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Graduate Spotlight: MA Fashion Design Technology Womenswear, Ysabel Lee

LCF_MA16_Ysabel-Lee
LCF_MA16_Ysabel-Lee
Photography by Felix Cooper and styling by Anders Sølvsten Thomsen.
Written by
loukia
Published date
17 February 2016

LCFMA16 Graduate Spotlight turns to this year’s MA Fashion Design Technology Womenswear students who will be showcasing their collections on the catwalk, ahead of London Fashion Week, in-front of an audience of press and industry professionals. LCF News caught up with the designers in the build up to the show on on Thursday 18 February 2016, which will be live-streamed at 7pm GMT on the LCF website.

We caught up with Ysabel Lee who’s collection was inspired by the Meiji Ishin restoration, which took place in Japan in the 1860s. She told us what she enjoyed most about living in London and studying at LCF, as well as her hopes for the future.

Photography by Felix Cooper and styling by Anders Sølvsten Thomsen.

Photography by Felix Cooper and styling by Anders Sølvsten Thomsen.

Tell us about your final collection…

My final collection is inspired the Meiji Ishin restoration, which took place in Japan in the 1860s – it was the first time that western civilisations impacted oriental countries. I combined this with the life we are living today – we are getting bored of all the information we are exposed to and we need a breakthrough. I used squares, rectangles and cubes as the elements for my collection. Visually, I took inspiration from the kimono and added some modern clothing language to it. I always like to use black and dark colours – I don’t like patterned fabrics because it can sometimes destroy the structural details that you want to show. Pattern cutting and structure is the key point I want to develop in my collection, and it is also my strength.

Where did you study before your MA at LCF?

I studied Fashion Design and Art at Tsinghua University in China.

What would your advice to prospective MA Fashion Design Technology Womenswear students be?

Firstly I would say, always listen to yourself. At MA level you have a lot to consider – like marketing and advice from your tutors, but I think what counts most is what you really want. Sometimes you can get misled during the research process and throughout the project, but you must always listen to yourself and do what you want – don’t blindly follow others. The other thing I would say is there is no escaping. For me, I was faced with a lot of difficulties – I was in a new city, from a different cultural background but you just have to face it, and sometimes you’ll find a new area that you’re really strong in.

Why did you choose LCF and MA Fashion Design Technology Womenswear?

LCF is a college that really puts importance on the fashion industry as a whole, marketing and what is really practical – it’s not only about being yourself because actually that doesn’t always work in fashion. That’s why I wanted to come here. In my BA I learnt more about the art aspect of fashion, but at LCF I have learned how I can put my own stamp on the market. I decided to focus on womenswear because I like pattern cutting and womenswear offers you more freedom to create shapes. I learnt most of my pattern cutting knowledge during my BA degree which focused on Womenswear, so I thought it would be easier for me to develop my projects more deeply, if I did Womenswear at MA level too.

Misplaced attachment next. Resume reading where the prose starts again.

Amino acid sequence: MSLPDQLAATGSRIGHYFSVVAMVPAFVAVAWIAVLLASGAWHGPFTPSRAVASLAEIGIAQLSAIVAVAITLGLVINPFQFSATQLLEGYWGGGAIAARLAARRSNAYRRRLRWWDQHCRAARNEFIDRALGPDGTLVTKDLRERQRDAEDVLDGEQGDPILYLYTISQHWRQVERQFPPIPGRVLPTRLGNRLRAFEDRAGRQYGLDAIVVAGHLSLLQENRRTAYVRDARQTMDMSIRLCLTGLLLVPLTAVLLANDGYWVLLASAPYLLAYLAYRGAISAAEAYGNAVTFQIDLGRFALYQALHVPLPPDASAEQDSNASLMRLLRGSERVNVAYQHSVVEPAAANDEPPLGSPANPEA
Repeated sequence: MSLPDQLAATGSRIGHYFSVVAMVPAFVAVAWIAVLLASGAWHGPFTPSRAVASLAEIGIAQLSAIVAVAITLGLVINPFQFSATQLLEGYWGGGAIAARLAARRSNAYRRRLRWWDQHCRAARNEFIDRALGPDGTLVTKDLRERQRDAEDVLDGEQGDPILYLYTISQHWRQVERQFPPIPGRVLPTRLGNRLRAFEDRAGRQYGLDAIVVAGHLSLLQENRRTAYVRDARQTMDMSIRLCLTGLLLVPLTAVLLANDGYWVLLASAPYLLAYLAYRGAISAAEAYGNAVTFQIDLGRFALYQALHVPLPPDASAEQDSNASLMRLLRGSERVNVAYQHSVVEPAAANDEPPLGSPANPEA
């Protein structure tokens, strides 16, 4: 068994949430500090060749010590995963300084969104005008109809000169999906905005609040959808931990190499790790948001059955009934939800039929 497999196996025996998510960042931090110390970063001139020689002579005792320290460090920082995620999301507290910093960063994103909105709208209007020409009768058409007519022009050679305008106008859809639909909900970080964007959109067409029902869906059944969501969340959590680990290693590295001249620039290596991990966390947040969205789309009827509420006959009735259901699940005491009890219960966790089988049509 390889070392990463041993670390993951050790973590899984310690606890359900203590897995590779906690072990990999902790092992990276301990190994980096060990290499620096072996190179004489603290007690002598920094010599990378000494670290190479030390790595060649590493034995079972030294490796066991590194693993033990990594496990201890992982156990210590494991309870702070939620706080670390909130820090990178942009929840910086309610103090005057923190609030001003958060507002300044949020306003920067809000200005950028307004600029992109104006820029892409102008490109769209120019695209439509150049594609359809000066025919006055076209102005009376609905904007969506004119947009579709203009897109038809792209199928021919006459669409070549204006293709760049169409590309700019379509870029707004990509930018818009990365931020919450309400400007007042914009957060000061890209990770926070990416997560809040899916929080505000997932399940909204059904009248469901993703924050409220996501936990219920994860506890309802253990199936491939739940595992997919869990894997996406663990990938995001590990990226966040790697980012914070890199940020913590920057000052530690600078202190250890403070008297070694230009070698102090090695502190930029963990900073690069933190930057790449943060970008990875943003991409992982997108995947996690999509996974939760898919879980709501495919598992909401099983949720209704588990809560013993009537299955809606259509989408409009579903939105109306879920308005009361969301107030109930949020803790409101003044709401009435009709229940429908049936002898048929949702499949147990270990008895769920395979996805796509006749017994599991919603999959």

What did you enjoy most about your course and what did you find most challenging?

What I enjoyed most about the course was the fact that it is non-stop – you do one project after the next, which is really tiring but also really enjoyable. The course helped me develop a lot of skills in research too because the education system is different to China. Research is what I was actually weak at, but at LCF I developed it a lot. What was challenging was the fact that the system and methods are so different. It was my first time out of China so I had to get used to all the new things around me as well as the course, so I think the time it took to get used to it and be part of it was the most challenging.

What was your favourite thing about studying in London?

I think London is a really good place to study fashion. It’s a really historical city, with a lot of interesting street culture that is totally different to China. It’s the centre of the world and you can meet a lot of people from different countries here. It’s also one of the fashion capitals of the world and there are a lot of opportunities, so it’s a good platform.

Have you undertaken any work experience or done a placement whilst at LCF?

When I arrived in London before my MA I did an internship for three months at Hussein Chalayan. I did things like cutting fabrics, altering patterns, sampling and costings. I really enjoyed it because I liked the atmosphere there – they’re very well organised. Whilst I was there I also had the opportunity to go to Paris Fashion Week, which I was very grateful for.

Describe your work in five words…

Dark, clean, neutral, incomplete, self-restrained.

Who inspires you?

I have different muses for different collections. For this one, I was inspired by the model Xiaowen Ju – she is quirky and combines oriental beauty with modernity.

What are your future plans and do you think the course will help you to realise these plans?

I really want to work as a creative pattern cutter in a brand, but I don’t want to quit the design aspect. I don’t think pattern cutting and design can be separated, they can have the best chemistry when they are combined. I learned a lot about technical skills during my MA at LCF and I think this will help me, because in fashion it’s like the art image is something that you can’t touch but here you learn how you can build the steps for people to reach it.